No one is happy in this strange and awful time. But there is a particular circle of unhappiness reserved for people still reeling from unexpected loss in 2016.
By Sarah Lyall
For many Democrats, election night in 2016 unfolded with the sickening trajectory of a horror movie in which the teenage protagonists break out the beer and party on, unaware that the serial killer they thought they had vanquished is looming outside the window.
The watch parties, the pantsuits, the balloons, the blue-tinted cocktails, the giddiness, the sense of history, the electoral projections showing that Hillary Clinton would surely defeat Donald J. Trump — to Democrats, these now look like quaint snapshots from some credulous prelapsarian world. And now, with the next presidential election approaching and Joseph R. Biden Jr. well ahead of President Trump in the polls, the traumatized, anxious Democratic voters of 2020 are not making the same mistake again.
“I’m assuming in my mind that Trump wins, because I can’t deal with being let down like that again,” said Helen Rosenthal, a Democrat who represents the Upper West Side on the New York City Council. “Secretly, in a little corner in the back of my mind, I’m wishing and hoping that Biden wins. But most of my brain is saying, ‘OK, Trump wins and New York is not getting a fiscal bailout and we’re going to lose more ground on the environment, we’re going to lose on Roe v. Wade, we’re going to lose on health care.’”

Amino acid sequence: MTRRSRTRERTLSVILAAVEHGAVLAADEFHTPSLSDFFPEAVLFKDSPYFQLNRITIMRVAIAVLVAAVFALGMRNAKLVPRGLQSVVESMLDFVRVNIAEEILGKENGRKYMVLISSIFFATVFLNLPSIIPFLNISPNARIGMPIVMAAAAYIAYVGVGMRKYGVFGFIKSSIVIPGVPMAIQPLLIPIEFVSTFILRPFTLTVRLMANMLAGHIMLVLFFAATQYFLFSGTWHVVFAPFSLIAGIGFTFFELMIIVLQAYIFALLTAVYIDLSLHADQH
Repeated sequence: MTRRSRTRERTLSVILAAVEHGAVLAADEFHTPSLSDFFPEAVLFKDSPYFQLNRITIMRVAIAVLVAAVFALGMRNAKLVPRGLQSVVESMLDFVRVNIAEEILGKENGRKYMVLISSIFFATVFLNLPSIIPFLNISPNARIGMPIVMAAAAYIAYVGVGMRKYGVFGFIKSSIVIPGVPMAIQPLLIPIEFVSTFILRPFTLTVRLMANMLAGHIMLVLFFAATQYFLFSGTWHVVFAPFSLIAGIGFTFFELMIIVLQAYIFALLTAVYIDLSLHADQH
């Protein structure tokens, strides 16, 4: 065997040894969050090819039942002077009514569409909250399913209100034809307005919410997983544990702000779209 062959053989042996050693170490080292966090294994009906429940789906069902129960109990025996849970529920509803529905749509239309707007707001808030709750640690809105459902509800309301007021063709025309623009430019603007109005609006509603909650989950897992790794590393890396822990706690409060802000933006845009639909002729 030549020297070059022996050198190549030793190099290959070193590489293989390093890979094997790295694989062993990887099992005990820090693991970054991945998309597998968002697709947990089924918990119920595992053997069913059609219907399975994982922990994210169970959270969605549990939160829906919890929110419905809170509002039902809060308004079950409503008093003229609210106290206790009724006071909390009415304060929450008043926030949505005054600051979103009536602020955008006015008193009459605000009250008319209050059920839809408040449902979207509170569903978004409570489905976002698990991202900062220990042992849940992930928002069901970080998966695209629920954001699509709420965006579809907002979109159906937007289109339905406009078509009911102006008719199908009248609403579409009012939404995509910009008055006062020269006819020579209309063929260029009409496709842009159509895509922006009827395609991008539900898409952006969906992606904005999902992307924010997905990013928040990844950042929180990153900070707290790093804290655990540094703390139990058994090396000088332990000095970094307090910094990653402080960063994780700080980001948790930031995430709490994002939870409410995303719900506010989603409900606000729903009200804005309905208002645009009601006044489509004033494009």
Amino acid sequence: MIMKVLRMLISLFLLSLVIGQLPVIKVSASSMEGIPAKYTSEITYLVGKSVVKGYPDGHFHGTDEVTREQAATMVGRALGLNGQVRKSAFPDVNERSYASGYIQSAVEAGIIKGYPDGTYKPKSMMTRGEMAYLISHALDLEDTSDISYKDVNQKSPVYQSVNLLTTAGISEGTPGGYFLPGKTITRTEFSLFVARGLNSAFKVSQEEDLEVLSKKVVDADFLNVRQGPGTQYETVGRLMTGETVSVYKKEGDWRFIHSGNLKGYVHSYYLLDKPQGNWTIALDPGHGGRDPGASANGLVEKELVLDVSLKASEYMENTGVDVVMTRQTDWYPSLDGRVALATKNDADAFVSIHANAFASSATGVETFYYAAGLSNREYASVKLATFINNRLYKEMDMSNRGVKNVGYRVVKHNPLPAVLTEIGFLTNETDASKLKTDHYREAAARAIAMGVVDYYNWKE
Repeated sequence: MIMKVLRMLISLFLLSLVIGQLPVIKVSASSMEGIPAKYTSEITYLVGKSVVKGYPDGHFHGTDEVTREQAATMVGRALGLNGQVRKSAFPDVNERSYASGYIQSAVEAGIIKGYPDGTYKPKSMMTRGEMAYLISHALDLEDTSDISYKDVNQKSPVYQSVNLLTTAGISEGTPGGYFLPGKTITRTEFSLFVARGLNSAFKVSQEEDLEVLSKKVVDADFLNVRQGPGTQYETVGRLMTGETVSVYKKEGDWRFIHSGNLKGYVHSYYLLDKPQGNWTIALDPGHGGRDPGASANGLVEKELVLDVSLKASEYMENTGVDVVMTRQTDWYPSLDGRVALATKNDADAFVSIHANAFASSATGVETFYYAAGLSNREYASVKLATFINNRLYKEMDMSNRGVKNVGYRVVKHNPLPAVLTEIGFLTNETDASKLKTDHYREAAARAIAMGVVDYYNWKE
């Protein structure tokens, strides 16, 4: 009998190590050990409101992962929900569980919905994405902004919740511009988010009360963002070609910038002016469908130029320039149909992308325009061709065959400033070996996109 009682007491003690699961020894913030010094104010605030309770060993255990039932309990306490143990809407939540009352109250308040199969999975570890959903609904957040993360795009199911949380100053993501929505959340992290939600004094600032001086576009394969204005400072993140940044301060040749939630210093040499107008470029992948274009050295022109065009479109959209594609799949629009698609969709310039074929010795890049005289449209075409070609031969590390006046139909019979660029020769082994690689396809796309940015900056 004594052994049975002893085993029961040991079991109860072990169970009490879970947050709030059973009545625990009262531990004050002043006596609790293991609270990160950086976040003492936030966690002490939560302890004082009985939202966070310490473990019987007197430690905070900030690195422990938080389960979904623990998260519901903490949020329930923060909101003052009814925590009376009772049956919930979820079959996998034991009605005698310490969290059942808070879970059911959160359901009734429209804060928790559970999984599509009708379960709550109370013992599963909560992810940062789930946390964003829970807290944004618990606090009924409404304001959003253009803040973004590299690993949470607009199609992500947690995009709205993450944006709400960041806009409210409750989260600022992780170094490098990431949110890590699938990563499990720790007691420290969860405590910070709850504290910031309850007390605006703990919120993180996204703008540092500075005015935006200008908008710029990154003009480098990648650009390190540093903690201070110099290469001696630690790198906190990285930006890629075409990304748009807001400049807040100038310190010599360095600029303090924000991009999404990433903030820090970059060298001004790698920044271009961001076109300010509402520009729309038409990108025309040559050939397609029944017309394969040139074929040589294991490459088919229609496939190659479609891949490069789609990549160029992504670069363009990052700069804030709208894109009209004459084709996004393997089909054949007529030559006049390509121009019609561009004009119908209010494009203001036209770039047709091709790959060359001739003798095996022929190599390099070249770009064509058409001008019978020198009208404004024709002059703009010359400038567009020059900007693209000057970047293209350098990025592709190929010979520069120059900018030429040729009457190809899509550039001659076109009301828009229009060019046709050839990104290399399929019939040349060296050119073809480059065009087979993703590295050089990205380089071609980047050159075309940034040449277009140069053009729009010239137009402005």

“I’m already depressed about it, if that helps,” she added.
It’s hard to overstate the degree of anxiety in America right now, as the country confronts a Hydra of troubles: the pandemic, the economy, the fires, the protests, the violent plots against public officials, the assault on voting rights, the state-sponsored disinformation, the sense that democracy itself is on the ballot.
A recent study by the American Psychological Association found that 68 percent of American adults said that the 2020 election was a “significant source of stress” in their lives. (Among Democrats, the figure was 76 percent; it was 67 percent for Republicans and 64 percent for Independents.) Across the board, 77 percent of Americans said they were stressed about the future of the country.
“This is the most stressed electorate that I can recall,” said Lee M. Miringoff, director of the Marist College Institute for Public Opinion, who has been conducting polls for more than 40 years. He mentioned delays in the U.S. Postal Service. He sounded a little stressed himself.
“There’s a lot going on that’s new and disturbing,” he said. “You start each day not knowing where you’re going to end the day. It’s very bumpy and you’re riding along the highway and you have pothole after pothole. The news cycle is probably under 30 minutes right now.”
No one is happy in this strange and awful time. But there is a particular circle of unhappiness reserved for Democrats.
“What we’re seeing among Democrats is the sense that ‘we were in this position four years ago, so we’re not getting our hopes up,’” said Patrick Murray, director of the Monmouth University Polling Institute. “Republicans are consistently more confident that the election is going to go the way they want.”
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